I just finished another of my Dollar Store book finds. This one was Wheel of Darkness by New York Times bestselling authors Douglas Preston and Lincoln Child. I’ve read two others of their works, also Dollar Store finds, Reliquary and Relic. I enjoyed all three of these action packed thrillers. The last one was, perhaps, too action packed. It ran nearly 400 pages and, frankly, could have used a little pruning. There’s a point when any emotion sustained for too long begins to sag like pulled taffy. Terror is no exception. When the tedium of tension becomes too great, I begin to race through the text, seeking resolution.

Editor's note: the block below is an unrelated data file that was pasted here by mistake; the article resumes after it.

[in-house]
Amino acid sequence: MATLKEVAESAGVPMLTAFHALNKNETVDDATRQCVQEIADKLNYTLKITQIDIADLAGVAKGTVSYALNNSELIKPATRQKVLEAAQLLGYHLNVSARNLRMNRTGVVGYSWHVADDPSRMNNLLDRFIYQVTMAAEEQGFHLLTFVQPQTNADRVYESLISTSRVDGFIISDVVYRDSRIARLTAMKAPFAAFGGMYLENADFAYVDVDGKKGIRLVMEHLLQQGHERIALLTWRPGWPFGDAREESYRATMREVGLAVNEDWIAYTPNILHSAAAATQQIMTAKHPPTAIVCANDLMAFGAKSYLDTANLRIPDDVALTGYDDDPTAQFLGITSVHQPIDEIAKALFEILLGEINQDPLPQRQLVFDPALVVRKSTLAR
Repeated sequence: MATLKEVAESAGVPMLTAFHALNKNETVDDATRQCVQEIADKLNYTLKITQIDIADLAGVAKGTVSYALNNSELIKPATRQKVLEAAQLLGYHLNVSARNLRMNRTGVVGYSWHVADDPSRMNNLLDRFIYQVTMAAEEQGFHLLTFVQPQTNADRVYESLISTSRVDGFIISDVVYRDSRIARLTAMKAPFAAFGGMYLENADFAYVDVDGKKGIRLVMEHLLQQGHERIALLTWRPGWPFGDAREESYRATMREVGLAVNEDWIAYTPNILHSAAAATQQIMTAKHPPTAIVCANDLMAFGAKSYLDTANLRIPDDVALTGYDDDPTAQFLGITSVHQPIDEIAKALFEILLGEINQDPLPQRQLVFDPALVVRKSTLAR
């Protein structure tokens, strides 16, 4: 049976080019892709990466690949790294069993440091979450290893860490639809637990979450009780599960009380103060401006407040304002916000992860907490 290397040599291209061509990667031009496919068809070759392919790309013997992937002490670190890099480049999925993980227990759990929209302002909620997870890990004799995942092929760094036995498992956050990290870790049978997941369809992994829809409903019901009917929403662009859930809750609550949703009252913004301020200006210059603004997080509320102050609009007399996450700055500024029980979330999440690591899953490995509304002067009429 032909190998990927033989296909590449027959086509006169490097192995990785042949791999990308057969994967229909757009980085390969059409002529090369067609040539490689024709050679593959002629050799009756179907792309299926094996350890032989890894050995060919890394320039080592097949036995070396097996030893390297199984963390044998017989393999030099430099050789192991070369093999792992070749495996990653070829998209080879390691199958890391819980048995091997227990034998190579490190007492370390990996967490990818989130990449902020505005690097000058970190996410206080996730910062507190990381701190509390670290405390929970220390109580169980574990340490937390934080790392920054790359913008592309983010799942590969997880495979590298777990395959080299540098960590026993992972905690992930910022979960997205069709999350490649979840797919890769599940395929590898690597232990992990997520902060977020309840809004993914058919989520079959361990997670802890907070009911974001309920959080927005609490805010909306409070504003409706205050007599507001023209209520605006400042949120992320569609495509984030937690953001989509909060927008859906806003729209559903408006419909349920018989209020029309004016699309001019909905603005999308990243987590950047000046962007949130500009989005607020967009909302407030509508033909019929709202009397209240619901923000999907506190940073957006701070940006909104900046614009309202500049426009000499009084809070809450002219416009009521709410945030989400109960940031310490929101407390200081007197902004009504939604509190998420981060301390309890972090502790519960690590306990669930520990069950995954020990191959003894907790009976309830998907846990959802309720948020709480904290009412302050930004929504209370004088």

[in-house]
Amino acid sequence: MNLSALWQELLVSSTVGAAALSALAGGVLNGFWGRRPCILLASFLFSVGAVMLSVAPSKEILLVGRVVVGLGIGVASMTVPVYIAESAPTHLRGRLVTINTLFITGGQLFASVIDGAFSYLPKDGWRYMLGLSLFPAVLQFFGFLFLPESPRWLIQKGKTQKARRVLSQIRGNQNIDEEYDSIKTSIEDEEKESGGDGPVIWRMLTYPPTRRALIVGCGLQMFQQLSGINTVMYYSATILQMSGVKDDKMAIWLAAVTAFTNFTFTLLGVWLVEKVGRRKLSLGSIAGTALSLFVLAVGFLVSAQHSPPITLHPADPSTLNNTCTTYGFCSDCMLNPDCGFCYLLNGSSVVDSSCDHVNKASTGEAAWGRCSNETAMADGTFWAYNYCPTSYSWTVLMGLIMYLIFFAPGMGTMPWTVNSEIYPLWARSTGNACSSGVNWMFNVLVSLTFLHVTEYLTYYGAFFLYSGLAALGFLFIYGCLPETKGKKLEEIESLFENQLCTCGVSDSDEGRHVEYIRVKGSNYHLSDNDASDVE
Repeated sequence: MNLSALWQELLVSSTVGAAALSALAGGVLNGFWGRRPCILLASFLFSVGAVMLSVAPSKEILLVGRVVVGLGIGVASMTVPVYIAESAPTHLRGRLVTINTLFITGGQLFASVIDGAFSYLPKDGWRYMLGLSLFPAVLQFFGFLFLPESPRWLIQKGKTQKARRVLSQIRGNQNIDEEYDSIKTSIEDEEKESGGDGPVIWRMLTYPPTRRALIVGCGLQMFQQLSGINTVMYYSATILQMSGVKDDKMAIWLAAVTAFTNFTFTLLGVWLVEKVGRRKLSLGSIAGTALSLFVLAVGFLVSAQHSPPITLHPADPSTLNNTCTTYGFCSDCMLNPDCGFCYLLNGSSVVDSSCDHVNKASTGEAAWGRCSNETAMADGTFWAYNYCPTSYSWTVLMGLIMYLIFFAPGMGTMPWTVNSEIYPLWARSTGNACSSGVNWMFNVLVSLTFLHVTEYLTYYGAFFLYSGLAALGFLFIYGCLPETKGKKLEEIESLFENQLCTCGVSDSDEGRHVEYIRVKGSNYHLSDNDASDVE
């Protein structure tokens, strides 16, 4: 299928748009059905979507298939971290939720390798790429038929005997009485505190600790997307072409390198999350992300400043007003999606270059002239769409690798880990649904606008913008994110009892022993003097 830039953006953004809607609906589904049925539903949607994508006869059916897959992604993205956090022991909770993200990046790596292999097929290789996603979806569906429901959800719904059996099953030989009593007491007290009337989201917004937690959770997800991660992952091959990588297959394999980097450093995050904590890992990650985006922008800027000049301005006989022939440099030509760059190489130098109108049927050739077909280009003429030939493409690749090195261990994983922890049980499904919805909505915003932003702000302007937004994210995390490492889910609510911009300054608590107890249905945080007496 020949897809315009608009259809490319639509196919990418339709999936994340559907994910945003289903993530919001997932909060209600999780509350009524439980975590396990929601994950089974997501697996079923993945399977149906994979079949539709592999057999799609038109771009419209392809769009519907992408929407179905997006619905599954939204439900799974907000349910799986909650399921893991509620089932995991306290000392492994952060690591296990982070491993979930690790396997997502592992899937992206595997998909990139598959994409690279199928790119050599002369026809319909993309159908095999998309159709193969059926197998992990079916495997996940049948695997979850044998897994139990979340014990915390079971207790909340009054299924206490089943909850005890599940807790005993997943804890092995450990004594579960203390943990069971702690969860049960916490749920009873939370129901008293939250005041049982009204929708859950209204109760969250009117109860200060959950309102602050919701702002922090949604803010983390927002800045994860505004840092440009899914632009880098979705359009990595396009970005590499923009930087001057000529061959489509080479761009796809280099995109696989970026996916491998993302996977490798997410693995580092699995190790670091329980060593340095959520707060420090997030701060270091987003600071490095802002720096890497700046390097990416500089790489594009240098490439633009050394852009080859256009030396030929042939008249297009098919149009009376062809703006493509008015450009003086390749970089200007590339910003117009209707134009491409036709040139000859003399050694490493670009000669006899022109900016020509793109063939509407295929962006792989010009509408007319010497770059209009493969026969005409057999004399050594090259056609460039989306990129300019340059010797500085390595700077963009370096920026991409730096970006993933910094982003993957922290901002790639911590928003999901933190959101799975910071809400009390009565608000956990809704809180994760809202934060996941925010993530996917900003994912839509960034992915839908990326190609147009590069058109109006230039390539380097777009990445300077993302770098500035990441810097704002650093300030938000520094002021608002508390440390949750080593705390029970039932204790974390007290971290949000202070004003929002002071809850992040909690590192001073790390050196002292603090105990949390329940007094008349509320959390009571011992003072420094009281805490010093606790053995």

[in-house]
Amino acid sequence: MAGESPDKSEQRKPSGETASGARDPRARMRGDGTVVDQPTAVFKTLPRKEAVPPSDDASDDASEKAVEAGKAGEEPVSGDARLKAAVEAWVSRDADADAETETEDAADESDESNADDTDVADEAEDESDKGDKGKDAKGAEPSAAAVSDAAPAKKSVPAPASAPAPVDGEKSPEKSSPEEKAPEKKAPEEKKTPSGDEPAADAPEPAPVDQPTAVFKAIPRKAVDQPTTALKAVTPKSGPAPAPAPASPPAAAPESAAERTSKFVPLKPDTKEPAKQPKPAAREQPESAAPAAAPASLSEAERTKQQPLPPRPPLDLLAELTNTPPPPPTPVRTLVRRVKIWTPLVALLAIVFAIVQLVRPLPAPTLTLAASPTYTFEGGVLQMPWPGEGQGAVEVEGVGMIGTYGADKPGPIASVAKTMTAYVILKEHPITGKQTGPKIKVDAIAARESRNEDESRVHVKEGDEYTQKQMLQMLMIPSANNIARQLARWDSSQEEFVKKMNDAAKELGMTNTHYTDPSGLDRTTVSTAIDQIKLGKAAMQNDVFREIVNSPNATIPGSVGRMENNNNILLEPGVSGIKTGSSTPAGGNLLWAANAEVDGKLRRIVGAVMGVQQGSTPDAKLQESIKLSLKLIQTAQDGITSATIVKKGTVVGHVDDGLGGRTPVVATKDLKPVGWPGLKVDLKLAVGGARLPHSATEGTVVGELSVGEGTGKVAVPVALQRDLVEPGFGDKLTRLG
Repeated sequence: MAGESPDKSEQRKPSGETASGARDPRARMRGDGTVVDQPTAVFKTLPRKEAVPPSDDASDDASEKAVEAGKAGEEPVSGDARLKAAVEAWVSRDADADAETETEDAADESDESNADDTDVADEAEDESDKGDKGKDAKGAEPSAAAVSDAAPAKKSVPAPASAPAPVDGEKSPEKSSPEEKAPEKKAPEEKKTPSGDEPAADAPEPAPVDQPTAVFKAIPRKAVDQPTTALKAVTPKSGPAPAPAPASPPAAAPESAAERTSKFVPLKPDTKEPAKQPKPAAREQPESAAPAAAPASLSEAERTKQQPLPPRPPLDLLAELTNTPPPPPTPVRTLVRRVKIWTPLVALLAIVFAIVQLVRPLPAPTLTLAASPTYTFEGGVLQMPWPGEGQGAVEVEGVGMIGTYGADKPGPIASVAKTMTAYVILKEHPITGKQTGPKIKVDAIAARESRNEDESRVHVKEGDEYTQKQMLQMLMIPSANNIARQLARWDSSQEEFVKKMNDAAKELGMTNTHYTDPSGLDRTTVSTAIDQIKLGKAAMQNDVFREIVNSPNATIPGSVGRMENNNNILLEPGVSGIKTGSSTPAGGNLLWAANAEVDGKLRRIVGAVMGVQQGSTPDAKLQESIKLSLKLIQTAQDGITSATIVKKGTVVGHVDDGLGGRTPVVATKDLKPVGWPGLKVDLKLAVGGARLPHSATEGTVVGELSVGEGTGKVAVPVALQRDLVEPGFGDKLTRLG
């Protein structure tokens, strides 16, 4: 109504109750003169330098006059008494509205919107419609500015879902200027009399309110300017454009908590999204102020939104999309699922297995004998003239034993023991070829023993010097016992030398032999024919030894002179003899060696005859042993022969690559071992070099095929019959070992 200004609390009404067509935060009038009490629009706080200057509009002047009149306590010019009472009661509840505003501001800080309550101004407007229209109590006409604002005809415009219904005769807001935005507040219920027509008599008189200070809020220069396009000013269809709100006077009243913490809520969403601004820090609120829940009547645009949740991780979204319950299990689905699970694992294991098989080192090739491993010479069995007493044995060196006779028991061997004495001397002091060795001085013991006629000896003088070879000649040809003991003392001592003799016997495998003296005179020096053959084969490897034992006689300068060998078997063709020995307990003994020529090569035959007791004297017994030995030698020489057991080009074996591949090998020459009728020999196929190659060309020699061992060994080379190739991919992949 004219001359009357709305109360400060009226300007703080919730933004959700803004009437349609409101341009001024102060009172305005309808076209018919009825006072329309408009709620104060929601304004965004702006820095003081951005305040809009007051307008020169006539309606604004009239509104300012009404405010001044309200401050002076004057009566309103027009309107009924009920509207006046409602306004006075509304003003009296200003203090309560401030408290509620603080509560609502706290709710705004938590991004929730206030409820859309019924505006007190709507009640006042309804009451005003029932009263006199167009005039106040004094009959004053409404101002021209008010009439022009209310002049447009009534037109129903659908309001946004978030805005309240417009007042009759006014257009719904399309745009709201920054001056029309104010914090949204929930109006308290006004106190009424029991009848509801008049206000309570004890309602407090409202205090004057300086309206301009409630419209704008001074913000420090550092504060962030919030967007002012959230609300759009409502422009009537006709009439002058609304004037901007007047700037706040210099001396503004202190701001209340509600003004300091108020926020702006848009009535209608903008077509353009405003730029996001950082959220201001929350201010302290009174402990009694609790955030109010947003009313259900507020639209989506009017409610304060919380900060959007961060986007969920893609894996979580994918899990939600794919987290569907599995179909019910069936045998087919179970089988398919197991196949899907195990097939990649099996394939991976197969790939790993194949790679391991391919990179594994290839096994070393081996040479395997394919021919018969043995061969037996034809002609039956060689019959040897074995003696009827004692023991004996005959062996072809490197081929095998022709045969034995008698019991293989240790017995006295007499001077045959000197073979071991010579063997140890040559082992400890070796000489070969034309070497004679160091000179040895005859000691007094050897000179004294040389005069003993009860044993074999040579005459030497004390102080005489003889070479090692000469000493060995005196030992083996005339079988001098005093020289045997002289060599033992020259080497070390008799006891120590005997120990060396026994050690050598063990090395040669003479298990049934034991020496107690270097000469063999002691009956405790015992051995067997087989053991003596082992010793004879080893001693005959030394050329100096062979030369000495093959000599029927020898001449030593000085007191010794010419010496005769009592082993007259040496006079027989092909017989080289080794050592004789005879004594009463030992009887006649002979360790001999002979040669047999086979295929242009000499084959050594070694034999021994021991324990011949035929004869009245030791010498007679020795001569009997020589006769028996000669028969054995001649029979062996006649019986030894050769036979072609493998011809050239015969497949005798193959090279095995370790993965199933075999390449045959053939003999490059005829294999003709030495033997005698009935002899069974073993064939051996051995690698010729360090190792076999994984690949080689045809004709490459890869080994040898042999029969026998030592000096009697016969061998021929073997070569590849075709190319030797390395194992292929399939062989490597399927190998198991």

Like comedy, timing in suspense is everything. Too many calamities piled up on one another is likely to produce laughter rather than adrenalin. Let’s face it, the mind has a limited attention span.
The series of disasters in Wheel of Darkness didn’t go that far but almost. I admit, I found myself longing for a good Dan Brown, mystery, like the Da Vinci Code, a short page turner that kept me hooked to the end. Brown’s work is formulaic. But oh what a formula.
Another master of suspense is William Peter Blatty. The Exorcist was a novel I couldn’t be put down until I’d turned the last page. Even then, its terror persisted so that for two nights, I slept with my lights on.
Falling in love with one’s verbiage is one of the sins of a poor writer. Not saying enough to engage the reader is also a sin. Somewhere between the two lies that golden mean of success. Those who find their way to that happy middle ground are writers worth reading.
(Courtesy of wikipedia.org)